On Saturdays I teach small children music and I love it. I teach with my beloved moomin and recently we've started going by bike some of the time. And the children love it.
There are dozens of teachers at the music school but only around four of us come in by bike. I forego the lycra and wear black leggings with a long top but we often are still wearing our helmets and yellow vests when children start arriving and saying hello.
When I do night rides I tell them and they're often open-mouthed with awe, they love to hear about them and a few are bikers themselves already. At least one girl is desperate for a stunt bike for her birthday.
Too many parents are frightened of letting their children ride a bike. They don't have to go on a road, although one family locally goes to school every morning by road with the children carefully marshalled in the bus lane. It's a source of great joy to me to see the many tinies on bikes in the park near my house on the weekends. Increasingly I see whole families and the bike path near me often has a red-faced father towing children up the steep bit in a tow-along buggy or clip-on extension.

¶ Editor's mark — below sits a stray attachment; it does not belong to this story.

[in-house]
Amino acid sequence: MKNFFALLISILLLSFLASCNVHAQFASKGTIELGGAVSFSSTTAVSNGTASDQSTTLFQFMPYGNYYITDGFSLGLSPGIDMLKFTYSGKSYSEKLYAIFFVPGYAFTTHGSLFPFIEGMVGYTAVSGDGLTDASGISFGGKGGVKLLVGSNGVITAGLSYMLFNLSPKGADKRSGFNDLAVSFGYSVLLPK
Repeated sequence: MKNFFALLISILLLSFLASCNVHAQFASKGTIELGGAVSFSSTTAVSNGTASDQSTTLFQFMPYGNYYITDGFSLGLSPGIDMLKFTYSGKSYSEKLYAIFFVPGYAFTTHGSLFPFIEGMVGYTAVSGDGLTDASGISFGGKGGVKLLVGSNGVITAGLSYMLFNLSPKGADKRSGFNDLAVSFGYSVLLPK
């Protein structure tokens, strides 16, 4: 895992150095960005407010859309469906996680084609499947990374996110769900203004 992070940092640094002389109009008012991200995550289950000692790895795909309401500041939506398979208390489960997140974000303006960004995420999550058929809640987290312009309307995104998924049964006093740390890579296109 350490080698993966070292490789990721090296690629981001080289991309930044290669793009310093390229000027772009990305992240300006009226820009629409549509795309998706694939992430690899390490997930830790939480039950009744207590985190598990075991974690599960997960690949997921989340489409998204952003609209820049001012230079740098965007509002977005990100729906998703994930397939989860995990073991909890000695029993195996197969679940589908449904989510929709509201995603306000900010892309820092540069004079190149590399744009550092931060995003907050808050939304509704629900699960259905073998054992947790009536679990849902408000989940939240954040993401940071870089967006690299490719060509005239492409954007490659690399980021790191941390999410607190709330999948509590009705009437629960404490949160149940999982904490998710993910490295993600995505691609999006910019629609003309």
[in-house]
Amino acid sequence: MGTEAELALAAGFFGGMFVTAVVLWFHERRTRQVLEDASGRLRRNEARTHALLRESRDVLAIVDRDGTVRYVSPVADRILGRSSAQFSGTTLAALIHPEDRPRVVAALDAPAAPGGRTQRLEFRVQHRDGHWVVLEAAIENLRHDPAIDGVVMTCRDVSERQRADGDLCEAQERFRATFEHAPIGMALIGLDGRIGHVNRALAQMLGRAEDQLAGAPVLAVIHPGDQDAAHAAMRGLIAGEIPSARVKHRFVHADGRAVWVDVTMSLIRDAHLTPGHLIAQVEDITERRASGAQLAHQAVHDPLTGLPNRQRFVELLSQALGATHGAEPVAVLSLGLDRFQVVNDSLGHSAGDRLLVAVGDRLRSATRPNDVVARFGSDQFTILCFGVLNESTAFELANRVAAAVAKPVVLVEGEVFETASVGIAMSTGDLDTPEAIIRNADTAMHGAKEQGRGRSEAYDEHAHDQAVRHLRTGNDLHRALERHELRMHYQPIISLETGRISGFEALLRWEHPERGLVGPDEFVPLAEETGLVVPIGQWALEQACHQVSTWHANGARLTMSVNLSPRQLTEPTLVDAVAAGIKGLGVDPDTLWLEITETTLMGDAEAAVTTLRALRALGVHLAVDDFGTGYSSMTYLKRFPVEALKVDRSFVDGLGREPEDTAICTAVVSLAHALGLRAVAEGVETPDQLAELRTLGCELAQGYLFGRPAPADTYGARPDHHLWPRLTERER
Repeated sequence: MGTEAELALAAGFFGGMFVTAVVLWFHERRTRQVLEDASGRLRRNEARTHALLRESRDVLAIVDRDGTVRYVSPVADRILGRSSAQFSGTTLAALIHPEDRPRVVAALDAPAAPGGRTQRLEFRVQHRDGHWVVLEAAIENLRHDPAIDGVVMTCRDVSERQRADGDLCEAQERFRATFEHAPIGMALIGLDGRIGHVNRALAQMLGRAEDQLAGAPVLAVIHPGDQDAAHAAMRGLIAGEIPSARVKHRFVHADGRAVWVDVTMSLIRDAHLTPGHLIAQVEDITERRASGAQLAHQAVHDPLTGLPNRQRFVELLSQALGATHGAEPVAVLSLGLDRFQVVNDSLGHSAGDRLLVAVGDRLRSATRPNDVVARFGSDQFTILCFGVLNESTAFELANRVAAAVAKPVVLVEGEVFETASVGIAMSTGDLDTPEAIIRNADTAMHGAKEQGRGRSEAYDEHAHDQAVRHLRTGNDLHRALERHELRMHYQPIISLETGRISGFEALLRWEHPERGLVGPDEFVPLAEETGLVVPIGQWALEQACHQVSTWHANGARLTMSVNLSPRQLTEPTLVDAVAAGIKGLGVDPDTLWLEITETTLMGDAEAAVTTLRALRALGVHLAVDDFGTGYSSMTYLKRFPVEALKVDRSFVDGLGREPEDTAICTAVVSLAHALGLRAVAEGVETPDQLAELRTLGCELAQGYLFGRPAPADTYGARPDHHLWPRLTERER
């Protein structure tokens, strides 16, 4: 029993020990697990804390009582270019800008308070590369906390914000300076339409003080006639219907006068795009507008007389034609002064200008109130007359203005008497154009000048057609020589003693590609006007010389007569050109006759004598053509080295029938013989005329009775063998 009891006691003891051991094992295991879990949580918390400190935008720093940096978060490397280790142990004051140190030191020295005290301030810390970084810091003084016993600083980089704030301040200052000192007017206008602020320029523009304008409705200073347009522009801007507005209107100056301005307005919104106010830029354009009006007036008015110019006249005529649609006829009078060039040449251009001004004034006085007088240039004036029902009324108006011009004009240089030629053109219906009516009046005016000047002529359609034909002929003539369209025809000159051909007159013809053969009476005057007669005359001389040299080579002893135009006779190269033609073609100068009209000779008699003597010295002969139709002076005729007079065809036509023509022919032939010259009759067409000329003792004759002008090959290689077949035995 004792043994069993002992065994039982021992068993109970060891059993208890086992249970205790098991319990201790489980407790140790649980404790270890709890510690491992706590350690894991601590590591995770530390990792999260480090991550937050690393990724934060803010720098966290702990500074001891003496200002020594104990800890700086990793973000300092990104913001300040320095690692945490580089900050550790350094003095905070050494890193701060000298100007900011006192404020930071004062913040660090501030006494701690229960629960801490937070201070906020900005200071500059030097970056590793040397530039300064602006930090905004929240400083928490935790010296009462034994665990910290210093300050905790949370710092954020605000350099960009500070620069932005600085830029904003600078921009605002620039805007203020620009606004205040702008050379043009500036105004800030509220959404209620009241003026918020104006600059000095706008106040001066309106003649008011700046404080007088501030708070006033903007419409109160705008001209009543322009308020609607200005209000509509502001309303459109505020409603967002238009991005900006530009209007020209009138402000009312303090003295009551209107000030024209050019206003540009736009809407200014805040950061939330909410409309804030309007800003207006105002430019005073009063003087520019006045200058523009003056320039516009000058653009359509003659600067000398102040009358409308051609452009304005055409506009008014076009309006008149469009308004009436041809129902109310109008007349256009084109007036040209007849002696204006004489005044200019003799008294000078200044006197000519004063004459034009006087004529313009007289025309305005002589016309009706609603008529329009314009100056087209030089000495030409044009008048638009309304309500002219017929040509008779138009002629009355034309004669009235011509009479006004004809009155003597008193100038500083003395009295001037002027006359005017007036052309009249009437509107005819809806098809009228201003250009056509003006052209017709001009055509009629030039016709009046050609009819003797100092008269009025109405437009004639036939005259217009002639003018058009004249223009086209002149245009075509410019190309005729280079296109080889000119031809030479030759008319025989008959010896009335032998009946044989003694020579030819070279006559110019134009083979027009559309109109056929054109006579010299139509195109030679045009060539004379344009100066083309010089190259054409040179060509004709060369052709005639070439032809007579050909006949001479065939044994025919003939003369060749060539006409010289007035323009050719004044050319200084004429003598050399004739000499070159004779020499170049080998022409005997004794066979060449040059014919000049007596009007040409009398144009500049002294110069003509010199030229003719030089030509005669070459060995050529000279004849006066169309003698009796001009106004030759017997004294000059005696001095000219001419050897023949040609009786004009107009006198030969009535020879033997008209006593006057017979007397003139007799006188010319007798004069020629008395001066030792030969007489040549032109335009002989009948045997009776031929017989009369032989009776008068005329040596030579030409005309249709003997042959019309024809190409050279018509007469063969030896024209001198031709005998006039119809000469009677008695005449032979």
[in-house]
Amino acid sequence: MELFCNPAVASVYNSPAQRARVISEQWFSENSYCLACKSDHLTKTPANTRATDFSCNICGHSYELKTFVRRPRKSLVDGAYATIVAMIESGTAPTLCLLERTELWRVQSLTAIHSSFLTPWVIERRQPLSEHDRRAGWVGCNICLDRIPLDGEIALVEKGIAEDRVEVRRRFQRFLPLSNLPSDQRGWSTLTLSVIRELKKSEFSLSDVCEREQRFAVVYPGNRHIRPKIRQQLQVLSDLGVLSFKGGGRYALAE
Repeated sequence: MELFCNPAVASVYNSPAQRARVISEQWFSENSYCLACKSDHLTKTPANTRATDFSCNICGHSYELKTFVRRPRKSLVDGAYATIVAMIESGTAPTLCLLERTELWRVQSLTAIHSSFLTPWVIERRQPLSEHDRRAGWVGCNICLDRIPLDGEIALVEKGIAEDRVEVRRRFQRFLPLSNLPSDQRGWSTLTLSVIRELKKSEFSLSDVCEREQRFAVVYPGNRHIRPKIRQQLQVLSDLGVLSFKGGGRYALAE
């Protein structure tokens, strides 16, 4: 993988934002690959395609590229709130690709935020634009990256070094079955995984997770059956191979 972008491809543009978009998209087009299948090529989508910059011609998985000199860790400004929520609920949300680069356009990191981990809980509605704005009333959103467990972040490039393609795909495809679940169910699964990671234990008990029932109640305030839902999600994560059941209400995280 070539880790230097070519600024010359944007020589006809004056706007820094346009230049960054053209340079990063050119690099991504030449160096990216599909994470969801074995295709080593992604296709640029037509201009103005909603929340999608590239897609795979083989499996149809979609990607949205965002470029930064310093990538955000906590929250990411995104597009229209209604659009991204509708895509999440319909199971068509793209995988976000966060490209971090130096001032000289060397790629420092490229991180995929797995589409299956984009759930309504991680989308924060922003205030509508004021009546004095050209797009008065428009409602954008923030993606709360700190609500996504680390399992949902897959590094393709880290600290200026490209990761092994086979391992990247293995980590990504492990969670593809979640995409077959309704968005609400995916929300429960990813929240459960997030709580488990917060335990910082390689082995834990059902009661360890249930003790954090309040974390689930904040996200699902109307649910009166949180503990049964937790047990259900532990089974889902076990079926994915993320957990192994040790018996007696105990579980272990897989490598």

The best thing we can do to encourage children is to set an example. If they ask whey I wear my helmet and high-vis vest I tell them but it's all personal choice. Harder is fighting the temptation to swear at rubbish drivers when I'm near the music school. A range rover came so close to moomin and me on Saturday that I thought he was going to clip my ankle. You never know which parent drives which car and seeing their music teacher calling their dear mummy a c*** could undo all the good bicycle work even if dear mummy can't drive.
Until cycling is seen as a normal way of getting about children and young people won't see it as an option, so let's set an example.